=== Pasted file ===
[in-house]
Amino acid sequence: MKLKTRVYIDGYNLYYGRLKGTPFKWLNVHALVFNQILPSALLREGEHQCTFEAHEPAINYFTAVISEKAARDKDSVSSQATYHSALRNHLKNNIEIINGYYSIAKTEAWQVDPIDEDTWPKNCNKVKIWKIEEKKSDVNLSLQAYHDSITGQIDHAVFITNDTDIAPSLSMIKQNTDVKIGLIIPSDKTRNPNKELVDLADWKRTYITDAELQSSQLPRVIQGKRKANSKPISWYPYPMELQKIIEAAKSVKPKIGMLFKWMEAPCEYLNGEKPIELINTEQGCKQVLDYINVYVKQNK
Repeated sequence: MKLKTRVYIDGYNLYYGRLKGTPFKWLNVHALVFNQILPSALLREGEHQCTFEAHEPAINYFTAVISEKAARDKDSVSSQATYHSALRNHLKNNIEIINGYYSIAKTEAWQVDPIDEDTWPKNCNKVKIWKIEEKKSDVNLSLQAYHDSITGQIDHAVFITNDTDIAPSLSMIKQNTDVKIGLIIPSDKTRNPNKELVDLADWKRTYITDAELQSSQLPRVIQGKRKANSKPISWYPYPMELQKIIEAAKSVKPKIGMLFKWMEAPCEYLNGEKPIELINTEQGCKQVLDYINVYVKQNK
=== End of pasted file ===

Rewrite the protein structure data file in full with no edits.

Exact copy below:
[in-house]
Amino acid sequence: MKLKTRVYIDGYNLYYGRLKGTPFKWLNVHALVFNQILPSALLREGEHQCTFEAHEPAINYFTAVISEKAARDKDSVSSQATYHSALRNHLKNNIEIINGYYSIAKTEAWQVDPIDEDTWPKNCNKVKIWKIEEKKSDVNLSLQAYHDSITGQIDHAVFITNDTDIAPSLSMIKQNTDVKIGLIIPSDKTRNPNKELVDLADWKRTYITDAELQSSQLPRVIQGKRKANSKPISWYPYPMELQKIIEAAKSVKPKIGMLFKWMEAPCEYLNGEKPIELINTEQGCKQVLDYINVYVKQNK
Repeated sequence: MKLKTRVYIDGYNLYYGRLKGTPFKWLNVHALVFNQILPSALLREGEHQCTFEAHEPAINYFTAVISEKAARDKDSVSSQATYHSALRNHLKNNIEIINGYYSIAKTEAWQVDPIDEDTWPKNCNKVKIWKIEEKKSDVNLSLQAYHDSITGQIDHAVFITNDTDIAPSLSMIKQNTDVKIGLIIPSDKTRNPNKELVDLADWKRTYITDAELQSSQLPRVIQGKRKANSKPISWYPYPMELQKIIEAAKSVKPKIGMLFKWMEAPCEYLNGEKPIELINTEQGCKQVLDYINVYVKQNK